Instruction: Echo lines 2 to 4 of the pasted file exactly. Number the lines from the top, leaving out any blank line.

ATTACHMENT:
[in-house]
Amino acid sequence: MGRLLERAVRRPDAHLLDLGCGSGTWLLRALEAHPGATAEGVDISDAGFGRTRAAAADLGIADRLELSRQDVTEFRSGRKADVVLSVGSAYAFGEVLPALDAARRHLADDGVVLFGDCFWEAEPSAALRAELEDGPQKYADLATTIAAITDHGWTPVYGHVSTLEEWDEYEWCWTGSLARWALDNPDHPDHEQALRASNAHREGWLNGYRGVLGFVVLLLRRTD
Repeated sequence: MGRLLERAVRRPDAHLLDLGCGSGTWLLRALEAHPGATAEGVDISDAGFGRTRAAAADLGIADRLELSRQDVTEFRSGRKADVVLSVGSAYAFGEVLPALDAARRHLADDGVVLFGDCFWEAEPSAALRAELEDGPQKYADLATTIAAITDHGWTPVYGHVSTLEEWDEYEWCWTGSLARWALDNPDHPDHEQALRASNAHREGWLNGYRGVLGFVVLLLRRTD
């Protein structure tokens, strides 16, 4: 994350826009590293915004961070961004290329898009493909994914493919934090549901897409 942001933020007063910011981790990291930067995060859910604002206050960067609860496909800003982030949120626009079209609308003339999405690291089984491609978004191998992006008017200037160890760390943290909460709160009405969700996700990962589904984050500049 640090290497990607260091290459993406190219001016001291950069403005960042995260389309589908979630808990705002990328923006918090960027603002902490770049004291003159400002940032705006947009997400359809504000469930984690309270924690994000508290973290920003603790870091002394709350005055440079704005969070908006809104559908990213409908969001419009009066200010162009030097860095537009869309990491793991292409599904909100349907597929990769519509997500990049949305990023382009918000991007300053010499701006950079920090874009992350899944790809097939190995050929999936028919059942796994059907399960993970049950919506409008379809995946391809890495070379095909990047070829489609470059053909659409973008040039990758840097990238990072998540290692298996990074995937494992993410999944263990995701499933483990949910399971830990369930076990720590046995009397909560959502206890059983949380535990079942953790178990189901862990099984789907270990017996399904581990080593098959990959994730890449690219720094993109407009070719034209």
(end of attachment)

Amino acid sequence: MGRLLERAVRRPDAHLLDLGCGSGTWLLRALEAHPGATAEGVDISDAGFGRTRAAAADLGIADRLELSRQDVTEFRSGRKADVVLSVGSAYAFGEVLPALDAARRHLADDGVVLFGDCFWEAEPSAALRAELEDGPQKYADLATTIAAITDHGWTPVYGHVSTLEEWDEYEWCWTGSLARWALDNPDHPDHEQALRASNAHREGWLNGYRGVLGFVVLLLRRTD
Repeated sequence: MGRLLERAVRRPDAHLLDLGCGSGTWLLRALEAHPGATAEGVDISDAGFGRTRAAAADLGIADRLELSRQDVTEFRSGRKADVVLSVGSAYAFGEVLPALDAARRHLADDGVVLFGDCFWEAEPSAALRAELEDGPQKYADLATTIAAITDHGWTPVYGHVSTLEEWDEYEWCWTGSLARWALDNPDHPDHEQALRASNAHREGWLNGYRGVLGFVVLLLRRTD
């Protein structure tokens, strides 16, 4: 994350826009590293915004961070961004290329898009493909994914493919934090549901897409 942001933020007063910011981790990291930067995060859910604002206050960067609860496909800003982030949120626009079209609308003339999405690291089984491609978004191998992006008017200037160890760390943290909460709160009405969700996700990962589904984050500049 640090290497990607260091290459993406190219001016001291950069403005960042995260389309589908979630808990705002990328923006918090960027603002902490770049004291003159400002940032705006947009997400359809504000469930984690309270924690994000508290973290920003603790870091002394709350005055440079704005969070908006809104559908990213409908969001419009009066200010162009030097860095537009869309990491793991292409599904909100349907597929990769519509997500990049949305990023382009918000991007300053010499701006950079920090874009992350899944790809097939190995050929999936028919059942796994059907399960993970049950919506409008379809995946391809890495070379095909990047070829489609470059053909659409973008040039990758840097990238990072998540290692298996990074995937494992993410999944263990995701499933483990949910399971830990369930076990720590046995009397909560959502206890059983949380535990079942953790178990189901862990099984789907270990017996399904581990080593098959990959994730890449690219720094993109407009070719034209």